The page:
Wednesday, February 20, 2013

Book Review: Stormdancer by: Jay Kristoff

Title: Stormdancer (Lotus War, #1)
Author: Jay Kristoff
ISBN: 1250001404
Reading Level: Young Adult
Genre: Japanese Steampunk, Fantasy, Dystopian
Binding: Hardcover
Length: 336
Published: 18 Sept. 2012; Thomas Dunne Books

Synopsis: Griffins are supposed to be extinct. So when Yukiko and her warrior father Masaru are sent to capture one for the Shogun, they fear that their lives are over. Everyone knows what happens to those who fail him, no matter how hopeless the task.

But the mission proves far less impossible, and far more deadly, than anyone expects – and soon Yukiko finds herself stranded: a young woman alone in her country's last wilderness, with only a furious, crippled griffin for company. But trapped together in the forest, Yukiko and Buruu soon discover a friendship that neither of them expected.

Meanwhile, the country around them verges on the brink of collapse. A toxic fuel is slowly choking the land; the omnipotent, machine-powered Lotus Guild is publicly burning those they deem Impure; and the Shogun cares about nothing but his own dominion. Yukiko has always been uneasy in the shadow of power, when she learns the awful truth of what the Shogun has done, both to her country and to her own family she's determined to do something about it.

Returning to the city, Yukiko and Buruu plan to make the Shogun pay for his crimes – but what can one girl and a flightless griffin do against the might of an empire?

My Rating:

My Review: I was lucky enough to snag an ARC of this book back in August, but because of an unexpected illness, I am just now getting around to reviewing it. And I'm not going to lie, I have never been so conflicted over how to rate a book. I originally gave Stormdancer a 3 star rating, but after really thinking about it and hoping the sequel will help smooth out the kinks, I'm going out on a limb and giving it 4 stars.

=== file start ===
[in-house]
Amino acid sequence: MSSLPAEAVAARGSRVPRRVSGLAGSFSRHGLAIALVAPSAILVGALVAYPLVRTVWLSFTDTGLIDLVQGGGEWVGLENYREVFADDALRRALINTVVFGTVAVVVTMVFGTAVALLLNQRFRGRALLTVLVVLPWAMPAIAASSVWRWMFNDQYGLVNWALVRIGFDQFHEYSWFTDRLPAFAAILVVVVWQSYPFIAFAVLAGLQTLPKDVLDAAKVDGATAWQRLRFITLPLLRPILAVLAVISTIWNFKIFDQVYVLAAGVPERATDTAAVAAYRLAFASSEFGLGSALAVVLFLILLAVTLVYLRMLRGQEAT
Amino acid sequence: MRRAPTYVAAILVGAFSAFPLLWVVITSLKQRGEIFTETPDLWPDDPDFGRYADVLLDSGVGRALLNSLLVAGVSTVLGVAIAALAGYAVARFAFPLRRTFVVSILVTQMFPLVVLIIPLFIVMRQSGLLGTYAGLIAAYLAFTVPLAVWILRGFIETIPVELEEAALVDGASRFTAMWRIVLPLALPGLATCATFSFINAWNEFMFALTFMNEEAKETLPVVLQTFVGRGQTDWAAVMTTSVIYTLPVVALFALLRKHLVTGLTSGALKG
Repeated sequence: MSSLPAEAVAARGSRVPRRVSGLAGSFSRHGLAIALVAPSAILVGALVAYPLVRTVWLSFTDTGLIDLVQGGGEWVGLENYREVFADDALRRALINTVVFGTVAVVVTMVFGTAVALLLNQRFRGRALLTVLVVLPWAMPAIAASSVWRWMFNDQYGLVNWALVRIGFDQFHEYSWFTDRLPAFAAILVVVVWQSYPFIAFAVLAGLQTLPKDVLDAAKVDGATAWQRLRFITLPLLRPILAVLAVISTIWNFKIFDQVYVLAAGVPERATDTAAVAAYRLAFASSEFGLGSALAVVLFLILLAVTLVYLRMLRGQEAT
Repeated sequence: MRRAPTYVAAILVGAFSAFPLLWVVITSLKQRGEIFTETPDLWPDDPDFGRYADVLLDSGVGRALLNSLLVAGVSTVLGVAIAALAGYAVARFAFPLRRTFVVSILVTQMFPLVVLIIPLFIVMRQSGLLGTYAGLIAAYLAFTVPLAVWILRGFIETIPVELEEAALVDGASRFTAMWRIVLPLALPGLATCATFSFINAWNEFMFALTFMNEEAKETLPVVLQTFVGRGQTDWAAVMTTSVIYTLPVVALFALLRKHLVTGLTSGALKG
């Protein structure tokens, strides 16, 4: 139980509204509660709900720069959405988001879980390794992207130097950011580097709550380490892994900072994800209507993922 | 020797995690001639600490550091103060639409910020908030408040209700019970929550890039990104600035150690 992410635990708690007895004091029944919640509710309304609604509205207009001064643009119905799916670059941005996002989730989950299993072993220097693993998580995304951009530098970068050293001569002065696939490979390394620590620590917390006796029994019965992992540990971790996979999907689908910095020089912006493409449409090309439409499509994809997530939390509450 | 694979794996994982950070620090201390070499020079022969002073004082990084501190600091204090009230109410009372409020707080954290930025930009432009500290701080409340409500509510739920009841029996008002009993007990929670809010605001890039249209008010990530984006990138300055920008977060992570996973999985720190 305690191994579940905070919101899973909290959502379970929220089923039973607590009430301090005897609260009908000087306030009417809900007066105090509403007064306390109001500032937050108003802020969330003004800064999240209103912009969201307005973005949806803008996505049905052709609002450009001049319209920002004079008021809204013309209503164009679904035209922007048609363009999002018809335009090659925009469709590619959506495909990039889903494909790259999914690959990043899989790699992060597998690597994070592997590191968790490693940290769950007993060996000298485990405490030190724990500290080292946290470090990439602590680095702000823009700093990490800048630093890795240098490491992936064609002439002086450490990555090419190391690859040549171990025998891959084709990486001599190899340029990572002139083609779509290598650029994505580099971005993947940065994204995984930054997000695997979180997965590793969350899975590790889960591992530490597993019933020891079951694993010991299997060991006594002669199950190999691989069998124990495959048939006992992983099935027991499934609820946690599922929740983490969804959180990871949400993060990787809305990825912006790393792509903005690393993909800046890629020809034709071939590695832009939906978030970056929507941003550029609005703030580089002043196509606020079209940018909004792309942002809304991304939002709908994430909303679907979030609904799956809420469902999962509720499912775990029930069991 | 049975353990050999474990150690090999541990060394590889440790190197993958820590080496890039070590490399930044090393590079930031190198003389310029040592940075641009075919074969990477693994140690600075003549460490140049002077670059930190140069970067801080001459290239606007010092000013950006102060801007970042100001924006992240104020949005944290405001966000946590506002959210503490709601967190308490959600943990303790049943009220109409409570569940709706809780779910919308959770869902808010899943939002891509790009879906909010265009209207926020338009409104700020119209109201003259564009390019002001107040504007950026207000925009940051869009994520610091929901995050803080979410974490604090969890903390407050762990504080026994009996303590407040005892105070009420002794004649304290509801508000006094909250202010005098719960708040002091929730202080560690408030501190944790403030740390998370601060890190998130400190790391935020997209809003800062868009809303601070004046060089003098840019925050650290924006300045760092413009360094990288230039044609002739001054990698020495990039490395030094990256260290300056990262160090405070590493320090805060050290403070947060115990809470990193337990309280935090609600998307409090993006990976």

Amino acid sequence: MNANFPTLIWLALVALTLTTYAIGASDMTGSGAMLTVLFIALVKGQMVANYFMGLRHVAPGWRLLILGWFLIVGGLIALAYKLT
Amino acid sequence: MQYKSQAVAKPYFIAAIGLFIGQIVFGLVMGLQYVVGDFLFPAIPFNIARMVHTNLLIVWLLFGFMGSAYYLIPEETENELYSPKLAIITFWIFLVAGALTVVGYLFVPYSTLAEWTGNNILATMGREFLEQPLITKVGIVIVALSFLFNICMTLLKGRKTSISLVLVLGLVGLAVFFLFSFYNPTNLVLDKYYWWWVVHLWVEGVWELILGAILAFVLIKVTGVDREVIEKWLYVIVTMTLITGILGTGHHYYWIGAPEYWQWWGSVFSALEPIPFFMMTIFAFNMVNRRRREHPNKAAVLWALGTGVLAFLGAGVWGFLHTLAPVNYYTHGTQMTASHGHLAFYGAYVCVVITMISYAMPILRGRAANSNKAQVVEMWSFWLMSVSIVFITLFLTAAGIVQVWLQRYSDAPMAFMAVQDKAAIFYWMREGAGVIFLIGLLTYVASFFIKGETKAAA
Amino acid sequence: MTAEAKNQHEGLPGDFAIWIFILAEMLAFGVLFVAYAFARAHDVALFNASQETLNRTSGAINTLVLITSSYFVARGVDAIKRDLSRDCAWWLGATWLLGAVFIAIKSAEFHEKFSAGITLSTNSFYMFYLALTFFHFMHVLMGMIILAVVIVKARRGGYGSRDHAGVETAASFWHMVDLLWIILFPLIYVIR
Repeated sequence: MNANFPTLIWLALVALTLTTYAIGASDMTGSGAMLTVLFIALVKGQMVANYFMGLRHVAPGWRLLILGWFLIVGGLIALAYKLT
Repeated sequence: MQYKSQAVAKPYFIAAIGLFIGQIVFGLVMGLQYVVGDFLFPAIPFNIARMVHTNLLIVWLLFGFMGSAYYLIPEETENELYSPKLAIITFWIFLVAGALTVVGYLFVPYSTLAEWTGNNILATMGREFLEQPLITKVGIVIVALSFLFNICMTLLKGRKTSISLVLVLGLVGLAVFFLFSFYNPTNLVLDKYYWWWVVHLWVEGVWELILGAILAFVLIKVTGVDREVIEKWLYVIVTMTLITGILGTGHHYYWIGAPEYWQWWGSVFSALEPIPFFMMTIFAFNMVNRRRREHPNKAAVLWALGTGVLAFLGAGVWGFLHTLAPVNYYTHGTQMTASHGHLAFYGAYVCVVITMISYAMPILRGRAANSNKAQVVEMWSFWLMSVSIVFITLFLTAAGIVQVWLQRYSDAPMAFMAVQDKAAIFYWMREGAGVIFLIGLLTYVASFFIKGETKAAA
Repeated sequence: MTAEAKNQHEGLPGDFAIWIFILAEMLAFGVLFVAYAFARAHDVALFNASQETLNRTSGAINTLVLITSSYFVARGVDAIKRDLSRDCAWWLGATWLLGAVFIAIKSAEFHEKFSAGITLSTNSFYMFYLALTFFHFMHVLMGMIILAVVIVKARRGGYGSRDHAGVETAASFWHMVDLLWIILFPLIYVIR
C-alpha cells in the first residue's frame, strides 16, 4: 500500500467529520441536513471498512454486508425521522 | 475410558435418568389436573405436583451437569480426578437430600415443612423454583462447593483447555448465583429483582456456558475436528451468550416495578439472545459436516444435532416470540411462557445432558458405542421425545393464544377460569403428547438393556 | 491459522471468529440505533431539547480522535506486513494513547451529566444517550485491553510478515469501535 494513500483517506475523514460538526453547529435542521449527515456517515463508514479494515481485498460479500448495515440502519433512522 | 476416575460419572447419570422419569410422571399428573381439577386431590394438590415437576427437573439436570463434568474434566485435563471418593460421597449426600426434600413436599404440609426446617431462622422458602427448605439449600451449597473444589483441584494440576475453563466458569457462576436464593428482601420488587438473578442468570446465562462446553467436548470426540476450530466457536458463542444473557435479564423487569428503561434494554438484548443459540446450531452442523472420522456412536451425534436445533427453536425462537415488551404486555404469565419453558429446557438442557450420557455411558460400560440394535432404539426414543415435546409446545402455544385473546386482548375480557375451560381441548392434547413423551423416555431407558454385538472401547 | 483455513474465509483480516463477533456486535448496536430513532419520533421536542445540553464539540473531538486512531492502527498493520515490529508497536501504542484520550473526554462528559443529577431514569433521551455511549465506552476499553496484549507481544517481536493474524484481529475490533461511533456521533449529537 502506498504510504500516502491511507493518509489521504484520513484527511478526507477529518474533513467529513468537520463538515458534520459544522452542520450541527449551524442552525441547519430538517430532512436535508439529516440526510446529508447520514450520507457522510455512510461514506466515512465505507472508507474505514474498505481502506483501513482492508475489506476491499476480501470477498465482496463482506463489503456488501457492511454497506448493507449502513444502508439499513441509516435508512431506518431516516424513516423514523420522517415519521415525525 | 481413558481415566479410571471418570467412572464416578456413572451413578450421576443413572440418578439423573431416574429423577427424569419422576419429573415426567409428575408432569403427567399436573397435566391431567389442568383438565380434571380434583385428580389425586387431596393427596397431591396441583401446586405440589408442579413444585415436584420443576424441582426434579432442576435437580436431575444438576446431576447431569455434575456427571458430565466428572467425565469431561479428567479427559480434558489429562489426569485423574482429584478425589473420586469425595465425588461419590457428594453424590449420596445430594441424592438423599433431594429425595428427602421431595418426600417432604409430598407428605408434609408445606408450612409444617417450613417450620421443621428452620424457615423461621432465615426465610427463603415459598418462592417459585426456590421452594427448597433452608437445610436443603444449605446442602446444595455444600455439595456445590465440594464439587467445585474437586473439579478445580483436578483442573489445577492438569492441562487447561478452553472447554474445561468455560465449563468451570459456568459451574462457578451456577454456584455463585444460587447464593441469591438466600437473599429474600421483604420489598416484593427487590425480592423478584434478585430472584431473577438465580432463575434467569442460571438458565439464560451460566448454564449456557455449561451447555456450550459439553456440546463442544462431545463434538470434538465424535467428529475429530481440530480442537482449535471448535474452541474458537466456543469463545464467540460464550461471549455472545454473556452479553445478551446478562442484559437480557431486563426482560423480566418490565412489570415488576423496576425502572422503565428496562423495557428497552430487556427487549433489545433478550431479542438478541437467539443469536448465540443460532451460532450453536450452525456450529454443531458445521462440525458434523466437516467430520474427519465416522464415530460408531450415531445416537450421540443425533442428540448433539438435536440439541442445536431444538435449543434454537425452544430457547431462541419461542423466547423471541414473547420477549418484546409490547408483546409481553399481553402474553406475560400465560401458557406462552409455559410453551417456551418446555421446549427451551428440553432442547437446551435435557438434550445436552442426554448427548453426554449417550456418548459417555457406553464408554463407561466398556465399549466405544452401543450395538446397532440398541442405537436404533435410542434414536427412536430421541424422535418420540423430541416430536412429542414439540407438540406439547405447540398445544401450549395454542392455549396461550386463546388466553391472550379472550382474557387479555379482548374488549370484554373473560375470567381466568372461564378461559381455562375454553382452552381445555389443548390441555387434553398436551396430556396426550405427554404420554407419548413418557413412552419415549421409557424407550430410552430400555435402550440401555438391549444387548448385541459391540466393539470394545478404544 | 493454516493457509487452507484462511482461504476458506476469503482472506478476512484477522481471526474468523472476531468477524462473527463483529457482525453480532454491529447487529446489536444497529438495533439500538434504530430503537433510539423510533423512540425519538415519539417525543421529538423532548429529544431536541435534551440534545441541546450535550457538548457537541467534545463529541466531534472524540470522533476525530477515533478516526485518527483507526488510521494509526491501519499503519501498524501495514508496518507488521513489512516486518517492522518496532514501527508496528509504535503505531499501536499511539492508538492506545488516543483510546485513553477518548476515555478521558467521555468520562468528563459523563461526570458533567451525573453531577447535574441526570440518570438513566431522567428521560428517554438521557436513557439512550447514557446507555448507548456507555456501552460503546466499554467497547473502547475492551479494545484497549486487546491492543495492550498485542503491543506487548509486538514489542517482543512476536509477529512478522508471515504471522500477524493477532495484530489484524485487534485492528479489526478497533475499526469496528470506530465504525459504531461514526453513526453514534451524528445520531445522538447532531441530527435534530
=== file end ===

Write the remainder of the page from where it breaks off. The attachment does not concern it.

First and foremost, I gotta give Jay Kristoff credit for writing such an original story. Set in a feudalesque Japan, this book really is a Japanese dystopian steampunk fantasy. And isn't the cover art absolutely gorgeous???

The story follows Yukiko, a member of the fox clan and daughter of Masaru, who just so happens to be Master Hunter for the Shogun Yoritomo. Although griffins are believed to be extinct, the Shogun sends out his Master Hunter to find one of these mystical beasts. Believing the mission hopeless but unable to say no to the insane Shogun, they are shocked to come face to face with a griffin. They are able to capture the poor beast, but find themselves in trouble when a storm hits. Yukiko finds herself separated from her father and his crew...with only an injured, very pissed off griffin to keep her company. But soon these two wary enemies cannot deny a connection between them and must learn to trust each other in order to survive.

There are so many different elements that have to come together in order to make this story work,  and for the most part, Kristoff does a pretty good job making this happen. Since the story takes place in feudal Japan, there has to be some basis for historical and cultural accuracy. Using Japanese names and including a Shogun that rules with an iron fist is one way of accomplishing this. I really liked how the different animal clans were included and described (fox, dragon, etc.). Another way Kristoff helps the reader along is by including a glossary of terms. And trust me, it really does come in handy.

The author uses flashbacks throughout the novel to help the reader better understand Yukiko and her strained relationship with her father. This is also how we learn the significance of the name Buruu and why Yukiko gives the griffin this name. And let me tell you, some of those flashback scenes brought tears to my eyes. Kristoff did a great job with not going overboard with pages and pages of flashback, but at the same time the ones he included were well written and benefited the story and character development.